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Air Canada adds flights to move cargo blocked by Vancouver flooding

Air Canada has significantly boosted cargo capacity into and out of Vancouver from its three domestic hubs to help keep vital supply lines open following devastating floods and landslides that have wrecked rail lines and blocked truck routes. Increased cargo-only flights and use of larger aircraft on passenger trips will add 646 tons of capacity above planned levels, providing an outlet for shippers experiencing transport delays. The 45% surge in cargo capacity to British Columbia will last until Nov.

30, the airline said Monday. Air Canada (OTC US: ACDVF) has substituted Boeing 787, 777 and Airbus A330-300 widebody aircraft for smaller aircraft on 28 scheduled passenger flights and will operate 13 extra all-cargo flights between Toronto, Montreal and Calgary with large aircraft, Jason Berry, vice president of cargo, said in a statement. “These aircraft will help move mail and perishables such as seafood, as well as automotive parts and other industrial goods,” he said. 

Management is also working with regional partner Jazz Aviation to provide additional regional cargo capacity by temporarily converting an Air Canada Express De Havilland Dash 8-400 from its normal passenger configuration to a special freighter with the seats removed. Jazz, which operates as Air Canada Express, last year ordered 13 modification kits from the manufacturer to allow floor-loading of cargo in the passenger cabin. The temporary freighter can carry 18,000 pounds of cargo and will be in service this week, Air Canada said.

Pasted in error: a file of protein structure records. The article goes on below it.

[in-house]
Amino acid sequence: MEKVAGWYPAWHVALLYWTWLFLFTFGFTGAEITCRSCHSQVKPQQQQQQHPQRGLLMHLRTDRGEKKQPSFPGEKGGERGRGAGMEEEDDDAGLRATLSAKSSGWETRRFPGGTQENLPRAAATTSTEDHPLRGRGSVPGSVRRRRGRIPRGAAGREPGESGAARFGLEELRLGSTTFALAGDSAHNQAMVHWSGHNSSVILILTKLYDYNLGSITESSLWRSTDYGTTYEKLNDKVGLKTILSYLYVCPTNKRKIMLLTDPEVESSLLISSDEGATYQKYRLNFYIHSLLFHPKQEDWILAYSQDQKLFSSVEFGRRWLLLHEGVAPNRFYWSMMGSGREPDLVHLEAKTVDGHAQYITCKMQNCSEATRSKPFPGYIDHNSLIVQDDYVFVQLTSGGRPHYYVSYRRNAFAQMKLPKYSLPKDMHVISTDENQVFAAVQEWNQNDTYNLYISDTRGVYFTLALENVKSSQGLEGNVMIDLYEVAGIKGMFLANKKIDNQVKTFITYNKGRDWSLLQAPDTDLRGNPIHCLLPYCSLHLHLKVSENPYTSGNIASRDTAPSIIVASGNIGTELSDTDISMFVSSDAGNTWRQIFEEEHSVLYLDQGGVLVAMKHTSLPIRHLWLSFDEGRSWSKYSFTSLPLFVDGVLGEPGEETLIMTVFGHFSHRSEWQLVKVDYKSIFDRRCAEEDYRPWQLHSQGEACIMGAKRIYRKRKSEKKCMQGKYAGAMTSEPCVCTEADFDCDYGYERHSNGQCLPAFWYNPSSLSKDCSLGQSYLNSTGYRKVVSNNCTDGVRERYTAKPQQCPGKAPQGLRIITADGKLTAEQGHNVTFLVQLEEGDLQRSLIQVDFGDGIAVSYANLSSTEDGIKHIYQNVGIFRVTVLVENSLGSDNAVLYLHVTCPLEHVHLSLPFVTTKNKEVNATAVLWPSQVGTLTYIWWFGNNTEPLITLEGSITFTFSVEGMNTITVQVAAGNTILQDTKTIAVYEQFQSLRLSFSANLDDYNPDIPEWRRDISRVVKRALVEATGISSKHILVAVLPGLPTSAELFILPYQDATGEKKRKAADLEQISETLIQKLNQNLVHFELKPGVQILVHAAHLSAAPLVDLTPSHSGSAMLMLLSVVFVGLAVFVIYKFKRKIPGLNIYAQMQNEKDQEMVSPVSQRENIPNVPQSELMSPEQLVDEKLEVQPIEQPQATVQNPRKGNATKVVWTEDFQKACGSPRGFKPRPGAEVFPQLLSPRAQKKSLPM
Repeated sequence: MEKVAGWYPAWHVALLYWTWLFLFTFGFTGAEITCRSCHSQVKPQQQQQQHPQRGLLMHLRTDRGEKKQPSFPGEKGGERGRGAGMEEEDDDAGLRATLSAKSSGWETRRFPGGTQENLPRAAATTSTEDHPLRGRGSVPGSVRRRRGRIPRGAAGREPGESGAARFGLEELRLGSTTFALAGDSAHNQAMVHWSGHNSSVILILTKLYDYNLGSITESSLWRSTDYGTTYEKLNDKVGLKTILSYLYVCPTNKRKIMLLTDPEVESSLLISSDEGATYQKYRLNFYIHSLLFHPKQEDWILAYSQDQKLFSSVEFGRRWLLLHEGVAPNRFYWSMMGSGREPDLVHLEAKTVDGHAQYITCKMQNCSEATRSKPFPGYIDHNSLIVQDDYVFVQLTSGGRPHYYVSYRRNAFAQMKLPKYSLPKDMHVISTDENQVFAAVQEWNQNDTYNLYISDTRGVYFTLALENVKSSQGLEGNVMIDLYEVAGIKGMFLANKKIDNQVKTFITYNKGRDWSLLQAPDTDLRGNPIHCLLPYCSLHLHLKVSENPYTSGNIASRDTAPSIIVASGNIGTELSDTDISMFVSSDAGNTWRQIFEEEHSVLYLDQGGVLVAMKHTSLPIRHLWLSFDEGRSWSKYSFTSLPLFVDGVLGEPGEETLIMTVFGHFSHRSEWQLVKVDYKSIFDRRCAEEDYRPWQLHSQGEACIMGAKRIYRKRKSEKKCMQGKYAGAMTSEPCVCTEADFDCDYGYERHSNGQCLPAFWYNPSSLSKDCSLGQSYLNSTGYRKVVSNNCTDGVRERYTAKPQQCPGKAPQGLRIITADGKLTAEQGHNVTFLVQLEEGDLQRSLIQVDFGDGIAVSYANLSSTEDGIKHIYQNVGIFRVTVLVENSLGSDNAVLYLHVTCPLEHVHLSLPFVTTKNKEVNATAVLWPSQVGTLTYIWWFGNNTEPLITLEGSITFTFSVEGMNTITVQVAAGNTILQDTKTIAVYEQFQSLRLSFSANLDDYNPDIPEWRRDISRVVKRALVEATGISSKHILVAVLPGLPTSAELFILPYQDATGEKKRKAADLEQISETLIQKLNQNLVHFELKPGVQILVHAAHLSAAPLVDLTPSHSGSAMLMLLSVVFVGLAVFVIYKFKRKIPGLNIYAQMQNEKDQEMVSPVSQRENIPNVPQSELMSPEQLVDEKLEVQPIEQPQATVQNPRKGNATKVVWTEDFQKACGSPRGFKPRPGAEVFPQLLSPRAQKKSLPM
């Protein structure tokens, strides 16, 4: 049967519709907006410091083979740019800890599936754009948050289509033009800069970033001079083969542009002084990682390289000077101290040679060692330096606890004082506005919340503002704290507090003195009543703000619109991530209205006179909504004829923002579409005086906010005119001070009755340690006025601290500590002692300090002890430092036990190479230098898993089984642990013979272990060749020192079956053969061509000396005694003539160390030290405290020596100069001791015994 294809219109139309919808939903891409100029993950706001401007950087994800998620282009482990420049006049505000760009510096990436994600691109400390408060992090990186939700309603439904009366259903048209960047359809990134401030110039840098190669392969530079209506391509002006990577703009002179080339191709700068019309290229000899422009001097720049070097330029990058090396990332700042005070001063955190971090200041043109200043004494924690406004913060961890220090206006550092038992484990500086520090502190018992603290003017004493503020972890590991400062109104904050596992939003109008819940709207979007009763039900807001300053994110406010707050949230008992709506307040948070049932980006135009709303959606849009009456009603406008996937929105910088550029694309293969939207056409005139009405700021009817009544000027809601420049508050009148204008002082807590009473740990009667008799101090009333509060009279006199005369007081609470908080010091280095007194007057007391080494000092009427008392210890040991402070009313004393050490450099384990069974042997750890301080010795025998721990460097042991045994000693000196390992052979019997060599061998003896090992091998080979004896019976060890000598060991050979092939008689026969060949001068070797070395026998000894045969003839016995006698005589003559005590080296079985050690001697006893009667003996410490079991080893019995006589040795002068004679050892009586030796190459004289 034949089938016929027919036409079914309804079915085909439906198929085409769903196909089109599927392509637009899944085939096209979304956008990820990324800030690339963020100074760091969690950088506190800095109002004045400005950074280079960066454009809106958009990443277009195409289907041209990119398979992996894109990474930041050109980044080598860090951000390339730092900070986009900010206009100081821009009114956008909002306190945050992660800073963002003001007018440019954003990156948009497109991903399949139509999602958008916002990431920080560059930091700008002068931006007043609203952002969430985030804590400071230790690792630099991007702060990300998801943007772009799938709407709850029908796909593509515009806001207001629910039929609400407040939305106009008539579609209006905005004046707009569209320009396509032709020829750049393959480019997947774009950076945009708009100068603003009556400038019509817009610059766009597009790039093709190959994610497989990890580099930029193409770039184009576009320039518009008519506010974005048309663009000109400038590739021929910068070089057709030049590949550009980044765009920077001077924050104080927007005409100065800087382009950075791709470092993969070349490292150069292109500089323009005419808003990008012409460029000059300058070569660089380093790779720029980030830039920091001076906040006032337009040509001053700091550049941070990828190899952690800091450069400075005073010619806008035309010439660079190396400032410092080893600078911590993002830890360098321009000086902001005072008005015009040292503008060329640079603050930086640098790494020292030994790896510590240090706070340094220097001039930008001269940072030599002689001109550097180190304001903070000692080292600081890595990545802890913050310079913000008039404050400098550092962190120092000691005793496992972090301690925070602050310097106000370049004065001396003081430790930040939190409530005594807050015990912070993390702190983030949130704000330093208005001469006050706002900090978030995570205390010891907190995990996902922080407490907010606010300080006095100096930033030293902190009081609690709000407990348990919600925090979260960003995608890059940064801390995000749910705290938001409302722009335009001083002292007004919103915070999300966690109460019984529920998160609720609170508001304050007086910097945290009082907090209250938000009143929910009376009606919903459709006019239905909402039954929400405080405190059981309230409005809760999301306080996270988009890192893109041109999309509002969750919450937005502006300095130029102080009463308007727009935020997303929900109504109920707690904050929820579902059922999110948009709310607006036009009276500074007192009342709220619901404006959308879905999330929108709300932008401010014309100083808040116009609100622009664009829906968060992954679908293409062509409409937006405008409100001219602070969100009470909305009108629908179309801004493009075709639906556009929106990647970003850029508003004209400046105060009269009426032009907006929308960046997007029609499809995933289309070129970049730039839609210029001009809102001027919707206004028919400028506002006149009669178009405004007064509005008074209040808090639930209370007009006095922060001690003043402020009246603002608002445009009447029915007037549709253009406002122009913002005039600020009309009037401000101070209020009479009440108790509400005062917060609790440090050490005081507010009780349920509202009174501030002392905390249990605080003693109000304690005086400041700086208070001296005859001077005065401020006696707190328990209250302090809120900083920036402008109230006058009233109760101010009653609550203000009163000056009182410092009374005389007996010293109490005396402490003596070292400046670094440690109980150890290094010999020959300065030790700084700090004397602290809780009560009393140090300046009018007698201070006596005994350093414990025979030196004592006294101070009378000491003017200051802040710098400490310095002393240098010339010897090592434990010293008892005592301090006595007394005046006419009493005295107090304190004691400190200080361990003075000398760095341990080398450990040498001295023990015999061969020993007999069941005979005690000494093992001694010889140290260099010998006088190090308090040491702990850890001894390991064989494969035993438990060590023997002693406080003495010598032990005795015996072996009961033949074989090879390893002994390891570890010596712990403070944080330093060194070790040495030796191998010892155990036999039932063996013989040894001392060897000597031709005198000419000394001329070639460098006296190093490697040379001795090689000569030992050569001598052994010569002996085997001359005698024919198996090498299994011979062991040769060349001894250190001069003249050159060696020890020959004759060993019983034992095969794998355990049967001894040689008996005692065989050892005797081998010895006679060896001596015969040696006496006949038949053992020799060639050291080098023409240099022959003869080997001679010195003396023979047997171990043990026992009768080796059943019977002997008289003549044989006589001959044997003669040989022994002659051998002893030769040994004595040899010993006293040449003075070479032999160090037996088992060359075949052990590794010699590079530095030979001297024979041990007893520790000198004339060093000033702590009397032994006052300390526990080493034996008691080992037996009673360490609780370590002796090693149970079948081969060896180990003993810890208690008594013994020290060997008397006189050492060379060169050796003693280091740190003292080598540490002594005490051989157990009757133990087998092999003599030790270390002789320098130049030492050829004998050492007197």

Last week, Air Canada quickly upsized aircraft on 14 passenger flights into Vancouver to provide more airlift for freight. The carrier said it “continues to monitor the situation in British Columbia very closely and will adjust its passenger and cargo schedule accordingly.” Heavy rain from a major storm more than a week ago led to flooding and landslides that washed out sections of CN and Canadian Pacific rail tracks, cutting off the Port of Vancouver from rail service.

The storm also closed many roads in the province, limiting truck access to the port. Vancouver is a major ocean gateway for imports and exports in Canada, as well as a key intermodal route for Asia freight going to the U.S. heartland through Chicago. CN and CP crews are working to restore rail service. CP officials said they expect to resume service in the region later this week.

The delays have slowed vessel unloading, with 47 ships waiting for a berth as of Monday. Shipping line Maersk told customers that normal freight flows in and out of Vancouver will be impacted for several weeks by the disruption.  Click here for more FreightWaves/American Shipper stories by Eric Kulisch.

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